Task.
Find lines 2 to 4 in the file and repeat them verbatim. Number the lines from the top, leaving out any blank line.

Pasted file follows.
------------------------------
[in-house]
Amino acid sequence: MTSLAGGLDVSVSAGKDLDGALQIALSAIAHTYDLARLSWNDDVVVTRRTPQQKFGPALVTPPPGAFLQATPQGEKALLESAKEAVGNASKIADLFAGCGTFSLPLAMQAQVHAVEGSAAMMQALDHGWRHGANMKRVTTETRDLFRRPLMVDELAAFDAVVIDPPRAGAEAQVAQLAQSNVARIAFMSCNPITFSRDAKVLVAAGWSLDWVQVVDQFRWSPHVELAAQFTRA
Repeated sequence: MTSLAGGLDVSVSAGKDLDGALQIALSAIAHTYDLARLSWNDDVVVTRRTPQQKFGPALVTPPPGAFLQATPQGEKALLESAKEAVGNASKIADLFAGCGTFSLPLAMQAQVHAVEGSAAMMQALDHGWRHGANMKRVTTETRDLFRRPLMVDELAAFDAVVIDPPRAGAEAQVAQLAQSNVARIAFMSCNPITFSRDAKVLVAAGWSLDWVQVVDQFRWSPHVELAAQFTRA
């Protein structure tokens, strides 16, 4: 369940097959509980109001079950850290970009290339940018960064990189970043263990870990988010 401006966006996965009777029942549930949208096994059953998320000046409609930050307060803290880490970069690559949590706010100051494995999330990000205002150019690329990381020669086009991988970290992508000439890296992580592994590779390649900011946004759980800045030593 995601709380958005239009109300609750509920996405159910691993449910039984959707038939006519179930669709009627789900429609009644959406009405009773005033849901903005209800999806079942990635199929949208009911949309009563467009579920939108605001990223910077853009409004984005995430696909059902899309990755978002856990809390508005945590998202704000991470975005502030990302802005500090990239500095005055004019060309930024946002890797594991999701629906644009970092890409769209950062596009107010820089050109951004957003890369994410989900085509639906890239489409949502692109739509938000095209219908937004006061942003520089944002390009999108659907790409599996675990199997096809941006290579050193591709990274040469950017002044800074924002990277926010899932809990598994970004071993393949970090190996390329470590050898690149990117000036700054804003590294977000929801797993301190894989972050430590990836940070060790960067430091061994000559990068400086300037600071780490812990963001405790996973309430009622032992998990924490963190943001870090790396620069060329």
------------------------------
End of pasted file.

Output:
Amino acid sequence: MTSLAGGLDVSVSAGKDLDGALQIALSAIAHTYDLARLSWNDDVVVTRRTPQQKFGPALVTPPPGAFLQATPQGEKALLESAKEAVGNASKIADLFAGCGTFSLPLAMQAQVHAVEGSAAMMQALDHGWRHGANMKRVTTETRDLFRRPLMVDELAAFDAVVIDPPRAGAEAQVAQLAQSNVARIAFMSCNPITFSRDAKVLVAAGWSLDWVQVVDQFRWSPHVELAAQFTRA
Repeated sequence: MTSLAGGLDVSVSAGKDLDGALQIALSAIAHTYDLARLSWNDDVVVTRRTPQQKFGPALVTPPPGAFLQATPQGEKALLESAKEAVGNASKIADLFAGCGTFSLPLAMQAQVHAVEGSAAMMQALDHGWRHGANMKRVTTETRDLFRRPLMVDELAAFDAVVIDPPRAGAEAQVAQLAQSNVARIAFMSCNPITFSRDAKVLVAAGWSLDWVQVVDQFRWSPHVELAAQFTRA
């Protein structure tokens, strides 16, 4: 369940097959509980109001079950850290970009290339940018960064990189970043263990870990988010 401006966006996965009777029942549930949208096994059953998320000046409609930050307060803290880490970069690559949590706010100051494995999330990000205002150019690329990381020669086009991988970290992508000439890296992580592994590779390649900011946004759980800045030593 995601709380958005239009109300609750509920996405159910691993449910039984959707038939006519179930669709009627789900429609009644959406009405009773005033849901903005209800999806079942990635199929949208009911949309009563467009579920939108605001990223910077853009409004984005995430696909059902899309990755978002856990809390508005945590998202704000991470975005502030990302802005500090990239500095005055004019060309930024946002890797594991999701629906644009970092890409769209950062596009107010820089050109951004957003890369994410989900085509639906890239489409949502692109739509938000095209219908937004006061942003520089944002390009999108659907790409599996675990199997096809941006290579050193591709990274040469950017002044800074924002990277926010899932809990598994970004071993393949970090190996390329470590050898690149990117000036700054804003590294977000929801797993301190894989972050430590990836940070060790960067430091061994000559990068400086300037600071780490812990963001405790996973309430009622032992998990924490963190943001870090790396620069060329």